Where eligible the individual has to apply to HMRC within a specified deadline, following the sharing order taking effect.

Has the ex-spouse reached minimum pension age?

Although one party has a pension already in payment, perhaps they are several years older than their ex-spouse, or maybe they had a protected early pension age due to their occupation, eg armed forces, deep-sea diver etc; this does not mean the recipient of the pension credit can have immediate access.

When an individual receives a pension credit, they have to reach normal minimum pension age or satisfy the ill-health rules before they can take any benefits. If there is a need for immediate income, then an attachment/earmarking order may be a better solution. However, if the pension-holding member is a higher rate taxpayer and the ex-spouse is a non- or basic-rate taxpayer, this could mean less cash for the ex-spouse.

Important planning on who will receive benefits on death

At the point of separation, it may be prudent to consider making a will and updating the expression of wish for any existing pension arrangements, to make sure that current wishes are clear.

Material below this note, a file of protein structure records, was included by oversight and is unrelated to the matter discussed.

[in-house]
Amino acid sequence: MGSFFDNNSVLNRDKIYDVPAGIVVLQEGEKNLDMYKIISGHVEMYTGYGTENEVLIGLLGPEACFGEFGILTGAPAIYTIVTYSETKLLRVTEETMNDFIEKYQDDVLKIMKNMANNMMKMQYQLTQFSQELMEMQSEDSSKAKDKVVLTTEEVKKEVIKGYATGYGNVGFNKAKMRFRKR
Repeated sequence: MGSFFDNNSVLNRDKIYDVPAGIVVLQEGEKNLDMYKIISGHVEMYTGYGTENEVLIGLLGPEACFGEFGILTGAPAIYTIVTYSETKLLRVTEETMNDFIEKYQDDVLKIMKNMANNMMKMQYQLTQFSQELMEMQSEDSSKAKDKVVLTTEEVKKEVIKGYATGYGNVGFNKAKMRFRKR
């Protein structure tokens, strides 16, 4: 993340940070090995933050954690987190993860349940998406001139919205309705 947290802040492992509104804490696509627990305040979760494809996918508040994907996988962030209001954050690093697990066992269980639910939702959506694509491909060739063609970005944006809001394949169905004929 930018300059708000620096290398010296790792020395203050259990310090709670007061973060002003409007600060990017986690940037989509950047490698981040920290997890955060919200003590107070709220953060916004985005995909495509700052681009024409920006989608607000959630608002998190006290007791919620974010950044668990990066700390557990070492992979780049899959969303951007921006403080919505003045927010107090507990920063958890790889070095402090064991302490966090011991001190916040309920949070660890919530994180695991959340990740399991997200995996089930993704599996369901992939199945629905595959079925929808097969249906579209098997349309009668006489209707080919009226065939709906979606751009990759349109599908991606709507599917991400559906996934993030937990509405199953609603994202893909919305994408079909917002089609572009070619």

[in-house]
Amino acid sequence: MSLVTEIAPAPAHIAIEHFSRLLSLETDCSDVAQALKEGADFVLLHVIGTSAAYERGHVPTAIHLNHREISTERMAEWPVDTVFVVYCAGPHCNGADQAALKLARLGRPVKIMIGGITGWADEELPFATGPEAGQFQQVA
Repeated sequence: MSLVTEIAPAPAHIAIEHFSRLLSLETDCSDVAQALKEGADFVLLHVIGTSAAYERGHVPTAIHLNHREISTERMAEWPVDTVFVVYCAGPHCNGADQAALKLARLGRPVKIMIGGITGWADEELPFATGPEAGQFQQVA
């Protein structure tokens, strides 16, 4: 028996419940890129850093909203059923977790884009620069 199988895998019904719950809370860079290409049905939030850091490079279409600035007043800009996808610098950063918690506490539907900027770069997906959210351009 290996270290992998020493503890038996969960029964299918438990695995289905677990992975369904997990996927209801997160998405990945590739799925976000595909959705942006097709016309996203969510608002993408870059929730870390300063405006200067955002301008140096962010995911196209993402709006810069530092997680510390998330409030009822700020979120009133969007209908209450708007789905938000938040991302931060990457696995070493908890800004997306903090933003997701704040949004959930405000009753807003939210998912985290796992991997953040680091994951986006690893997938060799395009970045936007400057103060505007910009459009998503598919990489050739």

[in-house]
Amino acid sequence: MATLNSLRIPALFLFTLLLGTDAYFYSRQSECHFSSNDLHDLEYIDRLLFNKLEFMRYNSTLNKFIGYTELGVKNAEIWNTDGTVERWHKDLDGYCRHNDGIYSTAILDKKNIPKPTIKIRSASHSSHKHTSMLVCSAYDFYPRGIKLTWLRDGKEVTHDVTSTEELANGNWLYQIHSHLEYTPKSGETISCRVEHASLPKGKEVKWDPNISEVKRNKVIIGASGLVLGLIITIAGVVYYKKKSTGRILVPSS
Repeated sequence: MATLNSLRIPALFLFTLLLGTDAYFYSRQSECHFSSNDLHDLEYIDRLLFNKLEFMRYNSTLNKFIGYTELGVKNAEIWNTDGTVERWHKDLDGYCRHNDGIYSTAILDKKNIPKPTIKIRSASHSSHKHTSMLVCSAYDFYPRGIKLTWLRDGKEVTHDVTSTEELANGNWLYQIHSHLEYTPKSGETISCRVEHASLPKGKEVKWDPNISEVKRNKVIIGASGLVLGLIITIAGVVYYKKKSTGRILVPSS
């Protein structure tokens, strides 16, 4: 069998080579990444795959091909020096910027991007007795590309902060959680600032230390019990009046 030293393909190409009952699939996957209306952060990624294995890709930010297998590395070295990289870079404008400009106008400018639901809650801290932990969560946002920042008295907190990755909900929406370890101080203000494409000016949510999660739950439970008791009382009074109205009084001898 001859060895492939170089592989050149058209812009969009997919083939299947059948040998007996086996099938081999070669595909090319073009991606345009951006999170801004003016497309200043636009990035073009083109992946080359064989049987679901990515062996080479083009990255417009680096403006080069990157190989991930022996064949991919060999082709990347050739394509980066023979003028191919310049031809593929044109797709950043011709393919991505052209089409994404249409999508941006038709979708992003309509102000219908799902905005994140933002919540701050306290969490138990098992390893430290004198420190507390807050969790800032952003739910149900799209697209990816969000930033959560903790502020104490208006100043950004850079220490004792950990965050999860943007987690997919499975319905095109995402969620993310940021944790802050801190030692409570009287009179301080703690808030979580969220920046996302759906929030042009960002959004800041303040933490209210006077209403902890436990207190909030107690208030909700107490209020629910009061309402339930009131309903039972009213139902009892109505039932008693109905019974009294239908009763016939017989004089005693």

In relation to the expression of wish form, a separated spouse is still technically a dependant in HMRC terms. Where a pension scheme is set up on a discretionary basis, the scheme administrator will gather relevant information before deciding who should benefit. An up-to-date expression of wish form will help them with their decision-making.

If a pension credit is set up in a separate defined contribution scheme which can offer the flexible death benefit options, ie dependant’s/ nominee’s drawdown, then also complete an expression of wish form for that scheme and keep it up to date. This is especially important when there may be a dependant at the date of death and children who have reached the age of 23 who are to be considered beneficiaries. If older children are nominated, it means the scheme administrator can offer them the full range of death benefits available. If someone with three children (ages 25, 21 and 18) dies with no expression of wish form, then the two dependent (younger) children could receive dependant’s drawdown, but the child over 23 would only be entitled to a lump sum.

Each client scenario will be different, and you can read more generic information in our technical centre article.